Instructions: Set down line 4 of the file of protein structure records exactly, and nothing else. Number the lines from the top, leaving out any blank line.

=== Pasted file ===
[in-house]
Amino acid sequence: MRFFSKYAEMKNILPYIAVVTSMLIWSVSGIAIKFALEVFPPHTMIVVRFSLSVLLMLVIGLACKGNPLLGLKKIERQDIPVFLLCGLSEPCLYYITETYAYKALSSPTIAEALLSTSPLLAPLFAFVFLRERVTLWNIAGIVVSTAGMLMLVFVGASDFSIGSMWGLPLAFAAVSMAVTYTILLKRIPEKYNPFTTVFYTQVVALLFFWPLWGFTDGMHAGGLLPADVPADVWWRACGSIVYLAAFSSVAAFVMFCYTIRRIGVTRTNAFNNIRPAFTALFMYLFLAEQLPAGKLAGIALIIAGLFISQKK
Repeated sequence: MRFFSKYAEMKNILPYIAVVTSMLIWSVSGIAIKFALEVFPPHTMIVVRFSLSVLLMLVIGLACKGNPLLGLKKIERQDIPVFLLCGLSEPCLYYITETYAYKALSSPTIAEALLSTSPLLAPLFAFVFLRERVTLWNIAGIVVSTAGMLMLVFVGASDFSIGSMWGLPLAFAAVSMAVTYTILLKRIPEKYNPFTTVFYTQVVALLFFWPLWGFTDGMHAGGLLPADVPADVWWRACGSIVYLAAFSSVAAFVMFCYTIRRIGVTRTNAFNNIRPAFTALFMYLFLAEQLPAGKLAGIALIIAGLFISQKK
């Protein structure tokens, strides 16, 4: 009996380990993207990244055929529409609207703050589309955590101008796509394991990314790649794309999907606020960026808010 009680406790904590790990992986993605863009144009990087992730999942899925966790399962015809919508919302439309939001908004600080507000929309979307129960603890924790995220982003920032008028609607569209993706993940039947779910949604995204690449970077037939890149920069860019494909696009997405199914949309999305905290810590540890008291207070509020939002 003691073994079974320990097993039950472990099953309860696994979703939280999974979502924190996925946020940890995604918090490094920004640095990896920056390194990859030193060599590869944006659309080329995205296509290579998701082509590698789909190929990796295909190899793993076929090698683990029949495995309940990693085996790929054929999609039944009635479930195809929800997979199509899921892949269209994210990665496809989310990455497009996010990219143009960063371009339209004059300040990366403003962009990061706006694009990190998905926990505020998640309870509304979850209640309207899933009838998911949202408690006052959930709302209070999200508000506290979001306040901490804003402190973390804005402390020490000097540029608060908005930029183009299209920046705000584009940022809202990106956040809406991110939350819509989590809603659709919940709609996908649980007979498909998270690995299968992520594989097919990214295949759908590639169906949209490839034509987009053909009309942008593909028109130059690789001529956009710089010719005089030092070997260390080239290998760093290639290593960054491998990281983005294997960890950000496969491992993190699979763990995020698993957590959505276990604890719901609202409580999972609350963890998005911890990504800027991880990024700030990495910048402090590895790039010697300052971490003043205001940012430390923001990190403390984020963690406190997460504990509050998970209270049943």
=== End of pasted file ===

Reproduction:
């Protein structure tokens, strides 16, 4: 009996380990993207990244055929529409609207703050589309955590101008796509394991990314790649794309999907606020960026808010 009680406790904590790990992986993605863009144009990087992730999942899925966790399962015809919508919302439309939001908004600080507000929309979307129960603890924790995220982003920032008028609607569209993706993940039947779910949604995204690449970077037939890149920069860019494909696009997405199914949309999305905290810590540890008291207070509020939002 003691073994079974320990097993039950472990099953309860696994979703939280999974979502924190996925946020940890995604918090490094920004640095990896920056390194990859030193060599590869944006659309080329995205296509290579998701082509590698789909190929990796295909190899793993076929090698683990029949495995309940990693085996790929054929999609039944009635479930195809929800997979199509899921892949269209994210990665496809989310990455497009996010990219143009960063371009339209004059300040990366403003962009990061706006694009990190998905926990505020998640309870509304979850209640309207899933009838998911949202408690006052959930709302209070999200508000506290979001306040901490804003402190973390804005402390020490000097540029608060908005930029183009299209920046705000584009940022809202990106956040809406991110939350819509989590809603659709919940709609996908649980007979498909998270690995299968992520594989097919990214295949759908590639169906949209490839034509987009053909009309942008593909028109130059690789001529956009710089010719005089030092070997260390080239290998760093290639290593960054491998990281983005294997960890950000496969491992993190699979763990995020698993957590959505276990604890719901609202409580999972609350963890998005911890990504800027991880990024700030990495910048402090590895790039010697300052971490003043205001940012430390923001990190403390984020963690406190997460504990509050998970209270049943």